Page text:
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EDWARD DE BONO

LATERAL THINKING (1970)

When we hear the name Edward de Bono we cannot avoid associating it with the word 'thinking’ ,
and in modern times no one else is better known than de Bono for getting people to work on the
effectiveness of their thought patterns and ideas. Most of us have been taught 'things', but not how to
think. Yet thinking better is obviously the basis of most advances professionally and also a means to
happiness in our private lives.

De Bono's early books were among the first in the popular psychology field. Given his academic
background, the writing style in these early books is not exactly bubbly, but the quality of the ideas still
made them bestsellers. For instance, when de Bono writes in Lateral Thinking, “It is only when one
becomes aware of the framework that one can generate an alternative point of view outside of it”, he is
talking about the now-familiar 'thinking outside the box' that is urged on us today by legions of corporate
trainers.

De Bono actually coined the term 'lateral thinking', now listed in the Oxford English Dictionary, in The Use
of Lateral Thinking (1967), however it is Lateral Thinking: (subtitled ‘Creativity Step by Step’ in the US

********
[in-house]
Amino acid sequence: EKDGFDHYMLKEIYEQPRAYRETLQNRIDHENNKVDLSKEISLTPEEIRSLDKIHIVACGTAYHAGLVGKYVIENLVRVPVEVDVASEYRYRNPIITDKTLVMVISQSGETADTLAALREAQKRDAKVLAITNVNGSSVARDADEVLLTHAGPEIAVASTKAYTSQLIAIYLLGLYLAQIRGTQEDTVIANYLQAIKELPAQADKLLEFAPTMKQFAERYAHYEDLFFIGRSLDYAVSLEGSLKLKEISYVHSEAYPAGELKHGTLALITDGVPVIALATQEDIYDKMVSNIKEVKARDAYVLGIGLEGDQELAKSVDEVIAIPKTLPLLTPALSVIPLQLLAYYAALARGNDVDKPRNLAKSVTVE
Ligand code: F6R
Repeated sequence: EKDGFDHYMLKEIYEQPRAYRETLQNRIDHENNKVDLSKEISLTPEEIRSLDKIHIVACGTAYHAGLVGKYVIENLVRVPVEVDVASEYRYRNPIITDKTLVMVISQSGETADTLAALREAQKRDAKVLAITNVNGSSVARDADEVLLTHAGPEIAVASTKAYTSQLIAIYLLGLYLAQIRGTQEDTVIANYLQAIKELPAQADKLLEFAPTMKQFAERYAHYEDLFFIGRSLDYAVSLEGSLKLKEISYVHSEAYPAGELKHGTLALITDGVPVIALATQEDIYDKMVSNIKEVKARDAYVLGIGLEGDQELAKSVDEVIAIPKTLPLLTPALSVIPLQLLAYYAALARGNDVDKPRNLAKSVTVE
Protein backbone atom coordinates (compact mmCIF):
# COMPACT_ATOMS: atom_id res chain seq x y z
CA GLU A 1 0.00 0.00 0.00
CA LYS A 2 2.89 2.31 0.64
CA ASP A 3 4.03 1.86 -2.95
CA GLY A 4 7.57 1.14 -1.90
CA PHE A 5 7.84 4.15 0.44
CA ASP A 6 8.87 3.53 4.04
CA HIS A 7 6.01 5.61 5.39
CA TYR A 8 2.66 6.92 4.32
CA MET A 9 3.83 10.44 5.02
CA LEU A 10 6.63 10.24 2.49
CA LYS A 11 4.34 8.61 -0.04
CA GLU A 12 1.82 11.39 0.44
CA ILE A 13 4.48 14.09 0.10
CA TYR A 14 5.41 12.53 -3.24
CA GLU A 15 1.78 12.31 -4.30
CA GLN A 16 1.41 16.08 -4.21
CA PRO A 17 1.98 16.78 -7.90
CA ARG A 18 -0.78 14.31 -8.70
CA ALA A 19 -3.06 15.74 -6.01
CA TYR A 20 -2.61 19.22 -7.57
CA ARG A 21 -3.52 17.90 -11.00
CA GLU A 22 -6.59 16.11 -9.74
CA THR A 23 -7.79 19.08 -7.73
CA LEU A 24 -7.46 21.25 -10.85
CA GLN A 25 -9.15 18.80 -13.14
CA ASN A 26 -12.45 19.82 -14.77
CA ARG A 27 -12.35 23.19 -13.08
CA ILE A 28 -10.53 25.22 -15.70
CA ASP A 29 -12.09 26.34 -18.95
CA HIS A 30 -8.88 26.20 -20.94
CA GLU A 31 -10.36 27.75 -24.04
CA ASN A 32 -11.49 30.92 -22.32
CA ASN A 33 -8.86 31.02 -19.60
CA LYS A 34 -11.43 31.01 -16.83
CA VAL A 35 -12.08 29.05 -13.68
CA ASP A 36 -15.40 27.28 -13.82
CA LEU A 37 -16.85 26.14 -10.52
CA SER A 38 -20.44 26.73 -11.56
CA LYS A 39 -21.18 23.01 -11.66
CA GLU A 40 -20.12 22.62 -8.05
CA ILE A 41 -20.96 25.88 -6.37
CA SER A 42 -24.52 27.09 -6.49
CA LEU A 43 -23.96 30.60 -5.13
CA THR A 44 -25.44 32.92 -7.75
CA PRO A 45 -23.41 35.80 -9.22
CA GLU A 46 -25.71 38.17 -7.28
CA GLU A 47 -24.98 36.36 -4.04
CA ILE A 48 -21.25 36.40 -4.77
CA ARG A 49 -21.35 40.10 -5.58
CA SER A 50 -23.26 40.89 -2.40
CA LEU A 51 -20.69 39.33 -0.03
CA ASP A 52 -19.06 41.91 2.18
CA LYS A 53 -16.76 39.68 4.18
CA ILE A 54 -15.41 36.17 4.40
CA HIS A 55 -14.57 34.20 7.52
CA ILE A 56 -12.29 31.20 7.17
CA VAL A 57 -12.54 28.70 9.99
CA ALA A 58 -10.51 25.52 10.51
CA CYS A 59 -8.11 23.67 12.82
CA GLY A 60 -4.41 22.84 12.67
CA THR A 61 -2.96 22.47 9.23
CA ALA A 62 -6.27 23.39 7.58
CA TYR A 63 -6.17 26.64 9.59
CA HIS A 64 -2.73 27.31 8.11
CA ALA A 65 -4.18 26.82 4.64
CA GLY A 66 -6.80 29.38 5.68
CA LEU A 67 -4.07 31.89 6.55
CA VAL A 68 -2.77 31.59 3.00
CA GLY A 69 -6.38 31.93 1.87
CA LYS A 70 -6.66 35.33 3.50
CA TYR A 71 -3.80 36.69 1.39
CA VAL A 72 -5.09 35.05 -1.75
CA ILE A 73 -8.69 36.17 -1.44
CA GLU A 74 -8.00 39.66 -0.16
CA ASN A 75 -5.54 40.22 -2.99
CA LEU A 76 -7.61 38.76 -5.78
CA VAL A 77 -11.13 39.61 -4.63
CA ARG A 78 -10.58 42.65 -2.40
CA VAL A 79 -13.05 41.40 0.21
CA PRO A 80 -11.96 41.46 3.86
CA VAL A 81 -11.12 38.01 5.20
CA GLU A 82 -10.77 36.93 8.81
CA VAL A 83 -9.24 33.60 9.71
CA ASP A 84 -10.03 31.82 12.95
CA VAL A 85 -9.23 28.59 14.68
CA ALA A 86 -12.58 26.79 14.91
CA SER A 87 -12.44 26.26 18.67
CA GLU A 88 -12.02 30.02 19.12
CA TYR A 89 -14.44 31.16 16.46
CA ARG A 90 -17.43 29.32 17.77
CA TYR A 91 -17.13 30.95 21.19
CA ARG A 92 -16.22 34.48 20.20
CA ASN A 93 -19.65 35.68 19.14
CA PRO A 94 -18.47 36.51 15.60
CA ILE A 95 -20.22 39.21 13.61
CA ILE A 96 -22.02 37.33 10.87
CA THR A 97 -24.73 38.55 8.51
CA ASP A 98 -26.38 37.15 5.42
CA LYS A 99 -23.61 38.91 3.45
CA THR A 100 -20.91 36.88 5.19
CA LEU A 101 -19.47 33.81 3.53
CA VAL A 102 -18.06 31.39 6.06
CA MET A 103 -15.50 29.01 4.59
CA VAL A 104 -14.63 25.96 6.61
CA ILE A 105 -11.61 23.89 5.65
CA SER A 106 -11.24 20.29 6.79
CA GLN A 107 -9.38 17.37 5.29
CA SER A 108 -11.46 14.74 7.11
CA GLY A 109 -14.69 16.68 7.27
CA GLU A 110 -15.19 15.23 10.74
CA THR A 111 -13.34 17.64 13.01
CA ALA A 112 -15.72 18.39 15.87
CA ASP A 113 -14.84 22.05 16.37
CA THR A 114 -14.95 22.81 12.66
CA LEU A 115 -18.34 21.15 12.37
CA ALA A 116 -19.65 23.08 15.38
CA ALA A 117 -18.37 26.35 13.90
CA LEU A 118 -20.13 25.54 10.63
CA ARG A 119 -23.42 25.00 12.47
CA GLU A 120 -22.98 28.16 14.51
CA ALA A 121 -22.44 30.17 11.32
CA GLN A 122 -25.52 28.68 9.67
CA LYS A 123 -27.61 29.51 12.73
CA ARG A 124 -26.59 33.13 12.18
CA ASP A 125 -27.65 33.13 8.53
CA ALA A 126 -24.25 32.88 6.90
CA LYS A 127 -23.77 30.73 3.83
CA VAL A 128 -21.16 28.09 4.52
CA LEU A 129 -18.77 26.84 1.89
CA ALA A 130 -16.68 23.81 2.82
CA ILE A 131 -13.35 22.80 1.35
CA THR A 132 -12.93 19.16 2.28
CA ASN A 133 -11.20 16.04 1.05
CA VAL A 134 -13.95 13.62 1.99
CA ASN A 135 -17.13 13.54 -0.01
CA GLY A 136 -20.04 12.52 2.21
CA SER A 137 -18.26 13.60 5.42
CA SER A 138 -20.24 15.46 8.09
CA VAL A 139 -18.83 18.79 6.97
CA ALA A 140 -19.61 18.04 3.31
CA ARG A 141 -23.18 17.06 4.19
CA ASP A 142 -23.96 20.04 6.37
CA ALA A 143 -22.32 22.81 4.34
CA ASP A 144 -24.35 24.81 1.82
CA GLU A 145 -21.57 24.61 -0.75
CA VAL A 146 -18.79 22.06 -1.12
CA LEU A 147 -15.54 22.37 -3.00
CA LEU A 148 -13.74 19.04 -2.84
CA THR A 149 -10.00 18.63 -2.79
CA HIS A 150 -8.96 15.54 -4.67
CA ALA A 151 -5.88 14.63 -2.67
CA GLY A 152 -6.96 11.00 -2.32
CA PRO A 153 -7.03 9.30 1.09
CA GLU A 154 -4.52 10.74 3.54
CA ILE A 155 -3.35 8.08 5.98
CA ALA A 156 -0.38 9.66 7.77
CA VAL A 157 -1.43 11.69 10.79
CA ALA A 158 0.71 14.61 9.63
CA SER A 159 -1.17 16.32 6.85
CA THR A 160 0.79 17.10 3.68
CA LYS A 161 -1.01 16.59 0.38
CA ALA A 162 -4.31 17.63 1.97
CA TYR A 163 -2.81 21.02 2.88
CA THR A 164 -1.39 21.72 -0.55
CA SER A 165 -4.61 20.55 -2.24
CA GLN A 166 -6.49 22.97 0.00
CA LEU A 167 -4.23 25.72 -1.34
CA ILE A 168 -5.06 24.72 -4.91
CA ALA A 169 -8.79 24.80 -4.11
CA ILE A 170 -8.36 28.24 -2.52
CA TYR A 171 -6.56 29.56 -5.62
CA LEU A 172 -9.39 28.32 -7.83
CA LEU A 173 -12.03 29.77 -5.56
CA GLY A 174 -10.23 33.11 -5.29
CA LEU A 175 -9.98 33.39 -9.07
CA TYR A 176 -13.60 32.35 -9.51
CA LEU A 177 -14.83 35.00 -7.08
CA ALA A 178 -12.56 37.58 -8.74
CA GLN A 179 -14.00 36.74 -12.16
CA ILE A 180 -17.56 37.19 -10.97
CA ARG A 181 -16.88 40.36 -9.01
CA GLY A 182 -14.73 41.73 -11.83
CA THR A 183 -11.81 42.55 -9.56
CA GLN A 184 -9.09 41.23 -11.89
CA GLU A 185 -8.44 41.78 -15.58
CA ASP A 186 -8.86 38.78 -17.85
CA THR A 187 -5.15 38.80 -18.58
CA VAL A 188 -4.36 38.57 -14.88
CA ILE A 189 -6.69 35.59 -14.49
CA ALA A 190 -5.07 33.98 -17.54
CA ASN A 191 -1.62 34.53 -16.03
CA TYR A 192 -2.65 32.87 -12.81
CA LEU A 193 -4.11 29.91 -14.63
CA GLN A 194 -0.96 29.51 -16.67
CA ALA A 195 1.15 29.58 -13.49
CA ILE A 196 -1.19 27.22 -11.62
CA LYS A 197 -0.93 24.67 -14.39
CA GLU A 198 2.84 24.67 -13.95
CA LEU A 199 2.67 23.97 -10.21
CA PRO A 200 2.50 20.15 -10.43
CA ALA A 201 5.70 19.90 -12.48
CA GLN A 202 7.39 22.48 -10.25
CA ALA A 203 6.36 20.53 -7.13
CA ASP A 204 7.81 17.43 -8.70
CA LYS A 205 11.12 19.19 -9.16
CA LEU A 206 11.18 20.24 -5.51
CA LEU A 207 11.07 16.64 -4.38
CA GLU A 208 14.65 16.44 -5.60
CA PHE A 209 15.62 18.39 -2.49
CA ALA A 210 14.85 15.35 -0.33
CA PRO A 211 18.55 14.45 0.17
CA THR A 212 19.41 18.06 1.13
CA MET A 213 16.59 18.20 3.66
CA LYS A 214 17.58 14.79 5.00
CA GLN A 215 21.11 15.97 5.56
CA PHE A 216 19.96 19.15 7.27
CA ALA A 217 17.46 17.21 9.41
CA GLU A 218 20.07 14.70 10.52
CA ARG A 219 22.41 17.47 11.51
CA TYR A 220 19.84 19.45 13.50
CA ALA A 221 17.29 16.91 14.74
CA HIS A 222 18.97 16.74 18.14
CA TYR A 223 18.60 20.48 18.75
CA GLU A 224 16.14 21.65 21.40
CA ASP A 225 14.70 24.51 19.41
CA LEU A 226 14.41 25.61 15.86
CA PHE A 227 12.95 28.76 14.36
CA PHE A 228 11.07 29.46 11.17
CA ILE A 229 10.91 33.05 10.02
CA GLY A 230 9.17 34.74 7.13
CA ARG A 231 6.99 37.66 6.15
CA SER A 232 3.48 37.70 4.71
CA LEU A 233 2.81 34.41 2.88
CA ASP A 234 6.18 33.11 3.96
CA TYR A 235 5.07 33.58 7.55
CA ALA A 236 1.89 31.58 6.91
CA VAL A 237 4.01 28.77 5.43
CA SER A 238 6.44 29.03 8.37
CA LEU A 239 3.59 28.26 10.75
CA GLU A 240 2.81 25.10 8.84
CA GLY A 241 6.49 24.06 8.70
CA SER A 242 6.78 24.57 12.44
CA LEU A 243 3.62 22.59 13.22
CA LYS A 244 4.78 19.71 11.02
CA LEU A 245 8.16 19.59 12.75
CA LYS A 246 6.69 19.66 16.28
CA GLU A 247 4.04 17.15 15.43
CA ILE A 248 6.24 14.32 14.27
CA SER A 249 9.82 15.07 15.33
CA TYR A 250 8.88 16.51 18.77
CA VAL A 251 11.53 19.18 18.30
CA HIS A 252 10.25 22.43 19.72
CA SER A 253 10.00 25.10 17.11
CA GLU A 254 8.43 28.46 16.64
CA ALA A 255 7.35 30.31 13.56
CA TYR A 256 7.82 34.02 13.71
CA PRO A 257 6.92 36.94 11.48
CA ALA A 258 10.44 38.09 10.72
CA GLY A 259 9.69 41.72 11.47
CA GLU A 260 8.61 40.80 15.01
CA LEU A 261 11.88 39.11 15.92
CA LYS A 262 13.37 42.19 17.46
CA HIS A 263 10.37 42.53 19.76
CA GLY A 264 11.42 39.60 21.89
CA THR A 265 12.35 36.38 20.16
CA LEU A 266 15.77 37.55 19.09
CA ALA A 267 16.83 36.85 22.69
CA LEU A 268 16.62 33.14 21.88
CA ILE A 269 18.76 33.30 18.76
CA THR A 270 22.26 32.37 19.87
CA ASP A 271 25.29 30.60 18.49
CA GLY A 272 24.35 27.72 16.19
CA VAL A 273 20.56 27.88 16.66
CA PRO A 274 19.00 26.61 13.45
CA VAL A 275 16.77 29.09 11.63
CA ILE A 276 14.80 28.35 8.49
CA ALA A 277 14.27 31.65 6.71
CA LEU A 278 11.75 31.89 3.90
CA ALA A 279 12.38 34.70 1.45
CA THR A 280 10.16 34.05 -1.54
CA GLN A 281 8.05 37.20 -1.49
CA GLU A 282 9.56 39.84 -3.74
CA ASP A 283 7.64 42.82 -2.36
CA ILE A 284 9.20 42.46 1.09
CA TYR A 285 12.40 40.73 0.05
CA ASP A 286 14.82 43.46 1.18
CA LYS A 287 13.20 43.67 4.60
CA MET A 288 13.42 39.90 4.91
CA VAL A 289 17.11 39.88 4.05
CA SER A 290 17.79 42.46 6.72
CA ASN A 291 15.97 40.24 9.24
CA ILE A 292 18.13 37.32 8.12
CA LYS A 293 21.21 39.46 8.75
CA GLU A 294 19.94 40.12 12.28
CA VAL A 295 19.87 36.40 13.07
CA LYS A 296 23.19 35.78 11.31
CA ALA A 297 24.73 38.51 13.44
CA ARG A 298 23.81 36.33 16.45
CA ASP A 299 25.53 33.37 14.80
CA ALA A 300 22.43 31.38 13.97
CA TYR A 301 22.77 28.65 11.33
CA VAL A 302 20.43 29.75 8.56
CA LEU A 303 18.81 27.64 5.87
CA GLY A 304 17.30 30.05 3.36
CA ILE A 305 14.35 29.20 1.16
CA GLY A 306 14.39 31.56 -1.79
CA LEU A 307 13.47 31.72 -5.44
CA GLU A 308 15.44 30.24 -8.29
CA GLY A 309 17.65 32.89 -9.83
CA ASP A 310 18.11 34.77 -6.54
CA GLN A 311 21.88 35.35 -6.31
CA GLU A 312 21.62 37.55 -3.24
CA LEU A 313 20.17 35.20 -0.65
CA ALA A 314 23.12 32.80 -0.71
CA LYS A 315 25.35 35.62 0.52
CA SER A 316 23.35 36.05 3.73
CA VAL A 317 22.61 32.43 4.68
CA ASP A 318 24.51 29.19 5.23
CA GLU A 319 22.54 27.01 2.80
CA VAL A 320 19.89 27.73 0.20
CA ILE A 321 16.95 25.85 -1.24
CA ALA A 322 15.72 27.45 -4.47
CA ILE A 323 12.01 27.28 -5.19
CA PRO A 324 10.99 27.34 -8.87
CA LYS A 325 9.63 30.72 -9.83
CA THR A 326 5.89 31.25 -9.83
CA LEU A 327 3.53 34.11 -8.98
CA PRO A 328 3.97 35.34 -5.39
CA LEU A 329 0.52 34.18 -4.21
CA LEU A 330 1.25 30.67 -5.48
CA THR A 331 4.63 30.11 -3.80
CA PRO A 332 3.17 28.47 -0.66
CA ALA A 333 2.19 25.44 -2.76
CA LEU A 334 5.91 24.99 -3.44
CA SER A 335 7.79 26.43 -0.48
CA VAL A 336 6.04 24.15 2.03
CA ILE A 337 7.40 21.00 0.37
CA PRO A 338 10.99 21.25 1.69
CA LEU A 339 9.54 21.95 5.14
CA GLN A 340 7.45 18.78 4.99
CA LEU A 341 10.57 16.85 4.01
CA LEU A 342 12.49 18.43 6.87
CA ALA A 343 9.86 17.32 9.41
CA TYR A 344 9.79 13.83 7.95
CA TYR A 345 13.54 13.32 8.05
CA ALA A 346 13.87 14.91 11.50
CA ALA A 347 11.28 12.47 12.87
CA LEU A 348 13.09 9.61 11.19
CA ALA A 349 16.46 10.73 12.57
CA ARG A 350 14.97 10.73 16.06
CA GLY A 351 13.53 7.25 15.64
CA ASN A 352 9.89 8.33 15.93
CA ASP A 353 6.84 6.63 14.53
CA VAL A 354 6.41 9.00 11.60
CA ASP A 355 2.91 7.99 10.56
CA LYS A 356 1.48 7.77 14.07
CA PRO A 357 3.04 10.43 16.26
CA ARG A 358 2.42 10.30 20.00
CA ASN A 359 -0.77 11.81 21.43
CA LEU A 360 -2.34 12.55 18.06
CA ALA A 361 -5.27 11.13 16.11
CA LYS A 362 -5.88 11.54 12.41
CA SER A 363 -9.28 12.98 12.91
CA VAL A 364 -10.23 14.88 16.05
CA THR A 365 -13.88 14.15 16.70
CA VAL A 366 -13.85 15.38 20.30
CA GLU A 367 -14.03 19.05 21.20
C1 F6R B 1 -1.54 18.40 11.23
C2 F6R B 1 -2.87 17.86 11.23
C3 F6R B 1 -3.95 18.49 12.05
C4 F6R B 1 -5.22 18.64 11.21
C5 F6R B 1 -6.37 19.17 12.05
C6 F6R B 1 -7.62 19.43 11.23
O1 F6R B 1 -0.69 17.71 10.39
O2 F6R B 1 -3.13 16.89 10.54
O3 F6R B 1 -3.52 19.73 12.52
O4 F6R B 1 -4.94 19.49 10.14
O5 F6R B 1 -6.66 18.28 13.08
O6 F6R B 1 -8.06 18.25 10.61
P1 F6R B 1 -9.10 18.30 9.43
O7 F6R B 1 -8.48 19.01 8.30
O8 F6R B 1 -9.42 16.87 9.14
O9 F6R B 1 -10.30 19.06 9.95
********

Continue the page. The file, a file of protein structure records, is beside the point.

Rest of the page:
and 'A Textbook of Creativity' in the UK) that is the one still in print today and widely read.

What is lateral thinking?

When de Bono started writing about lateral thinking in the 1960s there were no practical standardized
ways of achieving new insights. A few people were considered 'creative' but the rest of us had to plod
along within the established mental grooves. He promoted the concept of lateral thinking as the first
'insight tool' that anyone could use for problem solving.

The lateral thinking concept emerged from his study of how the mind works. De Bono found that actually
the brain is not best understood as a computer; rather, it is “a special environment which allows
information to organize itself into patterns”. The mind continually looks for patterns, thinks in terms of